April 24, 2022 Second Sunday of Easter The text is John 20:19-31.
19 When it was evening on that day, the first day of the week, and the doors of the house where the disciples had met were locked for fear of the Jews, Jesus came and stood among them and said, “Peace be with you.” 20 After he said this, he showed them his hands and his side. Then the disciples rejoiced when they saw the Lord. 21 Jesus said to them again, “Peace be with you. As the Father has sent me, so I send you.” 22 When he had said this, he breathed on them and said to them, “Receive the Holy Spirit. 23 If you forgive the sins of any, they are forgiven them; if you retain the sins of any, they are retained.”
24 But Thomas (who was called the Twin), one of the twelve, was not with them when Jesus came. 25 So the other disciples told him, “We have seen the Lord.” But he said to them, “Unless I see the mark of the nails in his hands, and put my finger in the mark of the nails and my hand in his side, I will not believe.”
26 A week later his disciples were again in the house, and Thomas was with them. Although the doors were shut, Jesus came and stood among them and said, “Peace be with you.” 27 Then he said to Thomas, “Put your finger here and see my hands. Reach out your hand and put it in my side. Do not doubt but believe.” 28 Thomas answered him, “My Lord and my God!” 29 Jesus said to him, “Have you believed because you have seen me? Blessed are those who have not seen and yet have come to believe.”
30 Now Jesus did many other signs in the presence of his disciples, which are not written in this book. 31 But these are written so that you may come to believe that Jesus is the Messiah, the Son of God, and that through believing you may have life in his name.
May the words of my mouth and the meditation of my heart be acceptable to You, O Lord, my rock and my Redeemer.
Grace, mercy, and peace are yours from God the Father and our Lord and Savior, Jesus Christ. Amen.
John sets the stage for this morning’s gospel by letting us know that it is still Easter; it’s later that evening and Mary and the other women have returned from the empty tomb and told the disciples that Jesus had risen. Some of them had run to see the rolled-away stone and empty cave from themselves. This should have been cause for great rejoicing and celebration; yet here they are, hiding in fear behind locked doors. But, before we go any further, perhaps we should take a look at the rather unfortunate way in which John describes what the disciples were afraid of. He writes that they were in fear of the “Jews”, and this has been the cause for great misunderstanding throughout the centuries. While it is true that it was Jewish people the disciples hid from, in fact the ones they feared should have been noted as the “other” Jews. For the record, Mary and the women at the tomb were Jews, as were Peter and all the disciples, and unless we forget, so was Jesus!
The others, the ones the disciples were in fear of were the Pharisees, the temple police, Roman sympathizers, and the crowds who called for Jesus’ execution. You remember them, the ones who cried, “give us Barabbas!” and “crucify him!”; these were the “other” Jews the disciples feared, thinking that perhaps Jesus’ fate would await them also. It’s a shame that this short verse, as well as some others have served as the basis for antisemitism throughout history. All the characters in this story are one people, they share a common faith. They’re just on different sides of the issue; either Jesus Christ is the Messiah, the risen Son of God or he isn’t. The hiding disciples are simply in fear of those of their own who disagree with them on this question.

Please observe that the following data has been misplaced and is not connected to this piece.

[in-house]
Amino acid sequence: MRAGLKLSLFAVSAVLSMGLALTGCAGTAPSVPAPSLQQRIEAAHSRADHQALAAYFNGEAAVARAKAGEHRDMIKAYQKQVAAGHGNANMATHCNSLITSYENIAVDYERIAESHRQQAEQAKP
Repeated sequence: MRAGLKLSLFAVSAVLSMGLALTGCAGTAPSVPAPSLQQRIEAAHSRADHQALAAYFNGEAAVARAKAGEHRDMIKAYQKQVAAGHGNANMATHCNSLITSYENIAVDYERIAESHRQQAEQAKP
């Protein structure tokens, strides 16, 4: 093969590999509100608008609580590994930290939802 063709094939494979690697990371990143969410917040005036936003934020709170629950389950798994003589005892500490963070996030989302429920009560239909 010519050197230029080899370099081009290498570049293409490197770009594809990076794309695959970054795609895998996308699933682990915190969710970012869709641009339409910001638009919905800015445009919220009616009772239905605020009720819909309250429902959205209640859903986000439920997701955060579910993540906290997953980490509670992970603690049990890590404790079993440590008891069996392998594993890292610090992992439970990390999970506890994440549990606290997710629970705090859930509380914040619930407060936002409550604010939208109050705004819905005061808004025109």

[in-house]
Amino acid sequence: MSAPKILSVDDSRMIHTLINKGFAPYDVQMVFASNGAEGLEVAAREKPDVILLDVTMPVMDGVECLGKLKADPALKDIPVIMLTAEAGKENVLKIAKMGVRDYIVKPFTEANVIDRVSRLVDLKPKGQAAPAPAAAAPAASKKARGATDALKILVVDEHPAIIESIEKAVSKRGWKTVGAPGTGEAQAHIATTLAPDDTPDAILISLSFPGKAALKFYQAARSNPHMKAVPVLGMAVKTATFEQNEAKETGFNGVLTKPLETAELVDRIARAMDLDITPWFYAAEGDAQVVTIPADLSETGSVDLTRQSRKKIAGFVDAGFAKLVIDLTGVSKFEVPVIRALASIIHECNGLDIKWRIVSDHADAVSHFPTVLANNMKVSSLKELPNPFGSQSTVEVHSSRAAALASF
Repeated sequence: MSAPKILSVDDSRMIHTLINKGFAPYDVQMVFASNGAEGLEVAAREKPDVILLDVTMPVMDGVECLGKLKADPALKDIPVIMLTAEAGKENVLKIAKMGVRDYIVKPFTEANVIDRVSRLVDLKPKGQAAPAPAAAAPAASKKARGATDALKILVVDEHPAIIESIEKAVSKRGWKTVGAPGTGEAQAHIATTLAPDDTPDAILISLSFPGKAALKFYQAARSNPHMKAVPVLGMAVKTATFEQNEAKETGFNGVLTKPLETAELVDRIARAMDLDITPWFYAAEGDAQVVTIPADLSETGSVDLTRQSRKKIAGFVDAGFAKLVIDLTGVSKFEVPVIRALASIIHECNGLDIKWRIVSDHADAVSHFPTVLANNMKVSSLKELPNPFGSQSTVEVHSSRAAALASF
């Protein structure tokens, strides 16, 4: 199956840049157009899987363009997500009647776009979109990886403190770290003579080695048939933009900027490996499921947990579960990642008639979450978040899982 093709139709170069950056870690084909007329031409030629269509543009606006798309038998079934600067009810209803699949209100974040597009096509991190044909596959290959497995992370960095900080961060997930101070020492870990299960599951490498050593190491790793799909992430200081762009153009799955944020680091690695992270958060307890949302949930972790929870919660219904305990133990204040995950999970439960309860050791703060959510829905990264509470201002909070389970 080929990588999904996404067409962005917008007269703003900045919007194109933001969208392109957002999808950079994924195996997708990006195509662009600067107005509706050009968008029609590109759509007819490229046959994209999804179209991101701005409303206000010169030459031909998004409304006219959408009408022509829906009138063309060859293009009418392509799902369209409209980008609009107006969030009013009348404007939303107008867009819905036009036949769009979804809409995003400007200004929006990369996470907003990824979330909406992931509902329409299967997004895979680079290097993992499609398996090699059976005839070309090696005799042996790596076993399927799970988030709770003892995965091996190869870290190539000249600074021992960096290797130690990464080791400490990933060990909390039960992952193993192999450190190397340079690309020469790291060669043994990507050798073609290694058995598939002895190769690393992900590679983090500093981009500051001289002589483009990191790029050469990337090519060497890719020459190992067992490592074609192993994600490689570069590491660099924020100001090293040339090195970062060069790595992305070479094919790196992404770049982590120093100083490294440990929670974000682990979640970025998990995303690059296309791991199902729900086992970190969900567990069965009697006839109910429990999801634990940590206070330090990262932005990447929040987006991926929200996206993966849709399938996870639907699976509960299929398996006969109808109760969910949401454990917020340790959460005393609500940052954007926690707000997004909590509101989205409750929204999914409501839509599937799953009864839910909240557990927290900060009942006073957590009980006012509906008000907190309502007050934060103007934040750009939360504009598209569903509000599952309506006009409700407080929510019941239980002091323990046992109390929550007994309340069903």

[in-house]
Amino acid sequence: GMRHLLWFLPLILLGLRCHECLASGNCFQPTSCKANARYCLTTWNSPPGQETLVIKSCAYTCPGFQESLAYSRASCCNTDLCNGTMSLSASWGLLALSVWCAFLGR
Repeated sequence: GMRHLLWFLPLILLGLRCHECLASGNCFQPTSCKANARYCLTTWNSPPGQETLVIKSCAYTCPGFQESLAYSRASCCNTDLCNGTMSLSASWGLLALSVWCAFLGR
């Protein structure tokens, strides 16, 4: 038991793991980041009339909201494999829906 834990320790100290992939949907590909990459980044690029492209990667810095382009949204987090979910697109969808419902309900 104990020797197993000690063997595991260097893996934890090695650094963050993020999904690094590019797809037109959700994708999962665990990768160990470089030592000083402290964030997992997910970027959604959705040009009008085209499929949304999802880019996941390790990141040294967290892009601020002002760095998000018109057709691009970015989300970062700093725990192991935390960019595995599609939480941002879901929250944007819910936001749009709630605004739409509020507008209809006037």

Back to why they concealed themselves behind locked doors; what’s happened so far? Their teacher, the One whom they expected to be the one to lead them to freedom from Roman oppression has been cruelly executed by the very government that subjugates them. They simply cannot bring themselves to imagine this happening; yet there is some evidence that Jesus’ proclamation that he will rise again was true after all. You know, Mary meeting angels, stone rolled away, empty tomb, and folded burial linens. Peter has denied Jesus three times, and he is struggling with that regrettable action. One of their own, Judas, has done the unthinkable; he has betrayed their Lord for silver coins.
And the odds are that the authorities may be looking for anyone who has been part of Jesus’ entourage, just in case they too might start more trouble in the city. And the Pharisees and Roman authorities have made it perfectly clear that no disruption of public order will be tolerated. There is no shortage of crosses set up in Jerusalem.
And, as they are cowering there in the house with the doors securely barred, Jesus appears in their midst; his prophesy of his resurrection is true after all! Everything has changed! All that Jesus taught them, all of it is true! He bestows upon them his peace, shows them his wounds which remain on his resurrected flesh, and he breathes on them, granting them the Holy Spirit. In short, the disciples find themselves physically in the divine presence of God incarnate. Note that John tells us, “they rejoiced”. We’ll come back to this reaction a bit later.